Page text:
It’s a pretty safe bet that cattle producers will wave goodbye to 2017 with sadness. But they won’t be sorry to see it go because they got beat up in the cattle market. Quite the contrary.

Usually, says Jim Robb with the Livestock Marketing Information Center, when cyclically larger cattle supplies are the dominant factor in the cattle complex, the fourth quarter almost always posts the lowest prices of the year.

Almost always. And that’s why we’ll be sorry to see 2017 slip into the annals of history.

Speaking during the recent Range Beef Cow Symposium in Cheyenne, Wy., Robb stepped through the drivers that made 2017 such an unusual year for cattle markets. “What we essentially have, for the first time since 2003 and the first time ever through the whole year, is the market pulled animals through the production system,” he said.

Carcass weights have been below year-ago levels for most of the year as feedyards sold cattle as quickly as possible into a generally strong market. That helped. But the main driver, Robb contends, has been retailers.

He showed a picture of a supermarket newspaper ad from 10 years ago that touted steaks at $5.99 per pound. Then he held up a supermarket newspaper ad in the Denver market from the week before Thanksgiving this year—New York bone-in steaks at $4.99 per pound. “And right next to that ad, smaller on the page, spend $100 and get a free turkey. How many years has it been since beef was on the front page and beef was on top of turkey at turkey time? It’s been a long time.”

That, he says, reflects a significant change in how consumers shop and how traditional grocery stores must compete in order to survive. Internet shopping is on the rise and will only continue to gain market share over traditional retailers.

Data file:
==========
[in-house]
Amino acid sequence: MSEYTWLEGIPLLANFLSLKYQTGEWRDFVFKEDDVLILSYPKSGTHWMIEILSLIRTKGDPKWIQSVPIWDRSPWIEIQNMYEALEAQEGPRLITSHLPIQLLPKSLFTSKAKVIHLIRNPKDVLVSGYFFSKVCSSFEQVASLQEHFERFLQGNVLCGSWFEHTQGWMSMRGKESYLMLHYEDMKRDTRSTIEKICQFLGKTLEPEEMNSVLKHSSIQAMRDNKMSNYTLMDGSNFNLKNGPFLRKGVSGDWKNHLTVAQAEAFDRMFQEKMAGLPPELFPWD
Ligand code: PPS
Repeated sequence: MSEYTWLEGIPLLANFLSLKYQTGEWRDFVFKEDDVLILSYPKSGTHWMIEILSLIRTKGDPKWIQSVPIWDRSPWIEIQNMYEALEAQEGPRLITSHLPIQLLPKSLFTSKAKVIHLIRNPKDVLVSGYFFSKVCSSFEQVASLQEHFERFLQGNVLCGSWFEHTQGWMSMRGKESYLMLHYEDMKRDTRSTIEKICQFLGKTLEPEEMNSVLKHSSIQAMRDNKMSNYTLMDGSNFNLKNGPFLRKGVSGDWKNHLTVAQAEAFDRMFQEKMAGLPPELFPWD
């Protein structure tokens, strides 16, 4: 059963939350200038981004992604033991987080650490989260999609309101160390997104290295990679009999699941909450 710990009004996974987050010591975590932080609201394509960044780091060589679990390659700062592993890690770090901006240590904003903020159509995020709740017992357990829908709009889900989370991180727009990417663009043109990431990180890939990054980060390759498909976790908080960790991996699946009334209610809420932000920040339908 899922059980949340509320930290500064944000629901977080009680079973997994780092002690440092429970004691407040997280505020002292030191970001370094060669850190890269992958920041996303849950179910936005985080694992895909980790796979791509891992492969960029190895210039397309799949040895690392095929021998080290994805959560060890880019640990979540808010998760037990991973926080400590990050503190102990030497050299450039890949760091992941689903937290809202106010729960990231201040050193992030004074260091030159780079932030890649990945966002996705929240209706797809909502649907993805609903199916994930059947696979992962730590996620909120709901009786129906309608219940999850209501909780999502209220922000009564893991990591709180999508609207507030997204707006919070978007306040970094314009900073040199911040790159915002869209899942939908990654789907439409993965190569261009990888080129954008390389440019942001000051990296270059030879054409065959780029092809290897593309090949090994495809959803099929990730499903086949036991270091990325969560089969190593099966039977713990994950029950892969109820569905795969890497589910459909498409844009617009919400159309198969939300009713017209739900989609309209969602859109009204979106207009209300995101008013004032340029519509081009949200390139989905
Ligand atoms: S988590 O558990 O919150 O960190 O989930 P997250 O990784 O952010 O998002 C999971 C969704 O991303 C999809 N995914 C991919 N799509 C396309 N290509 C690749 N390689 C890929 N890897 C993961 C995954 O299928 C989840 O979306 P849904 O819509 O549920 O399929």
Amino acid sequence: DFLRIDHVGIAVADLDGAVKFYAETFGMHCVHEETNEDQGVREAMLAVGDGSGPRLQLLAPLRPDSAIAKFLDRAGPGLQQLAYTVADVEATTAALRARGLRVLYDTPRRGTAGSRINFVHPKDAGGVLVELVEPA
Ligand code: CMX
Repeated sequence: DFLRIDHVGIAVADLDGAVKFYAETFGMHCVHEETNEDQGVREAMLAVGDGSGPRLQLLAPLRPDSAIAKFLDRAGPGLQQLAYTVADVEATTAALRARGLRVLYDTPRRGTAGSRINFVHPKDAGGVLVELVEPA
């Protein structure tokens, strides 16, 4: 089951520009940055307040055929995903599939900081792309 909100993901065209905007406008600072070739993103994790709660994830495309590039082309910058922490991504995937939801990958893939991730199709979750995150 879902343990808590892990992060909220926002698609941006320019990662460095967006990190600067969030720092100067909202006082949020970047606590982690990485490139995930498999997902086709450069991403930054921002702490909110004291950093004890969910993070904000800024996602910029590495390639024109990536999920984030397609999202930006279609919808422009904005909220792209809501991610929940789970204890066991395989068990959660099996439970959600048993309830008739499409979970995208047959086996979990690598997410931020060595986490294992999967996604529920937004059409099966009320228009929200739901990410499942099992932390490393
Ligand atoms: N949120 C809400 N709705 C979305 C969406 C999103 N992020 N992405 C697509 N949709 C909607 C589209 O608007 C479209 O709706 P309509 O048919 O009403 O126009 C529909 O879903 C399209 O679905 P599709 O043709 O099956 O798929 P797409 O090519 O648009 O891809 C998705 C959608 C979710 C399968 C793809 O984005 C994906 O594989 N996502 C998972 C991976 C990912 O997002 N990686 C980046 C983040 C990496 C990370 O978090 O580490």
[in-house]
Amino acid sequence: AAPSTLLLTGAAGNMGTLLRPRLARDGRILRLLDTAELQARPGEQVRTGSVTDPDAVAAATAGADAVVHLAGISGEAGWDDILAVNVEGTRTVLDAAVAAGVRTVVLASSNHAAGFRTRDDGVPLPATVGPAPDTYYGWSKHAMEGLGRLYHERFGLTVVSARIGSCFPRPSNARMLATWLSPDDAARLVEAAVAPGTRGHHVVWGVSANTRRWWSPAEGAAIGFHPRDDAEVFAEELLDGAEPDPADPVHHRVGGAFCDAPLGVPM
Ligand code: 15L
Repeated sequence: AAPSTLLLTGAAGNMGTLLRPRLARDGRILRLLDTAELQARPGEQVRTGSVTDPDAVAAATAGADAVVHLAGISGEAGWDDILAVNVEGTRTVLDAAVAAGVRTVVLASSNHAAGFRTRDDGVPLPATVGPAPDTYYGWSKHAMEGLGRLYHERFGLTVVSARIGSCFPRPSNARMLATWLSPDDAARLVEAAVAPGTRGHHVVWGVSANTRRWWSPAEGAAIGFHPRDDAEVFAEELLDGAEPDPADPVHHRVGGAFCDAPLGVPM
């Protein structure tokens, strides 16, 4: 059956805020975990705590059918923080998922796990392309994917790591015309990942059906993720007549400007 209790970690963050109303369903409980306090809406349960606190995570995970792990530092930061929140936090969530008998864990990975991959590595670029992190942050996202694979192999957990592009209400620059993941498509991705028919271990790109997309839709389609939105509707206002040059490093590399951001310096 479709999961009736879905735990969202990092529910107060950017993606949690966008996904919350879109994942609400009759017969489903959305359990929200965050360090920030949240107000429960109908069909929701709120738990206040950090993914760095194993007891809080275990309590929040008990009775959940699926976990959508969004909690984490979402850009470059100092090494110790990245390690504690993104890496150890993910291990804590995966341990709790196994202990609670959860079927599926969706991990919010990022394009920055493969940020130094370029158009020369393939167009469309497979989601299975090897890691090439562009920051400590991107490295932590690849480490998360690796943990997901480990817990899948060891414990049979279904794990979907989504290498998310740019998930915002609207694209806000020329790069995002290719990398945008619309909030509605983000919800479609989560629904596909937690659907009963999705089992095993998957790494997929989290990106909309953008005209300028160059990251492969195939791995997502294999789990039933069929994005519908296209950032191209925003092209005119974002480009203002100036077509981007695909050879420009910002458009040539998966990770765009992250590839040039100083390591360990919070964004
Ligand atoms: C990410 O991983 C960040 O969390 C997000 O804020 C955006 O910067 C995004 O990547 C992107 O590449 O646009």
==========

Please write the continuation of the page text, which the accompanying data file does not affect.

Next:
“How do you compete with that as a traditional grocery store? What do you have to offer? You have the fresh meat case, you have fruits and vegetables and you’ve got milk and yogurt. And that’s all you’ve got,” Robb says.

Brussel sprouts as an incentive to get people into the store? Not hardly.

Indeed, beef featuring has long been a staple in the retailers’ war chest when they want to get people into the store. And in the past, cattle producers have grumbled at the low price retailers peddled their product for.

Grumble no more. The amount of beef that grocery stores moved this year by using it as a loss leader is the number one factor in this year’s market, Robb contends. In fact, he estimates that it has added at least $13 per cwt to fed steer prices.

And it will continue. “This is a sea change,” he says. “The market for consumers has never been like this. Are they [retailers] going to keep doing this? If they want people in their stores, they’re going to do it.”

Second on the demand side that has made 2017 a surprisingly good year has been exports, Robb says. “Number three has been domestic demand holding together.”

Looking ahead at the market, Robb predicts we’ll see lower prices the next two years, but says they may not drop back to what we saw in 2016. And it’s possible the fourth quarter of 2019 could be a repeat of the fourth quarter this year.

“We have a lot to get through the next two years and we expect lower prices the next two years. But as we get out to 2019, 20, 21, you can probably have some stronger cattle markets,” he predicts.

But for now, enjoy the ride. “The U.S. economy is growing. Consumer sentiment is as good as it’s been since 2003 and 2004. Unemployment in this country is as low as it’s been in years. Consumer incomes are up in this country. This is an economic environment where overall, this has been supportive of the beef market.”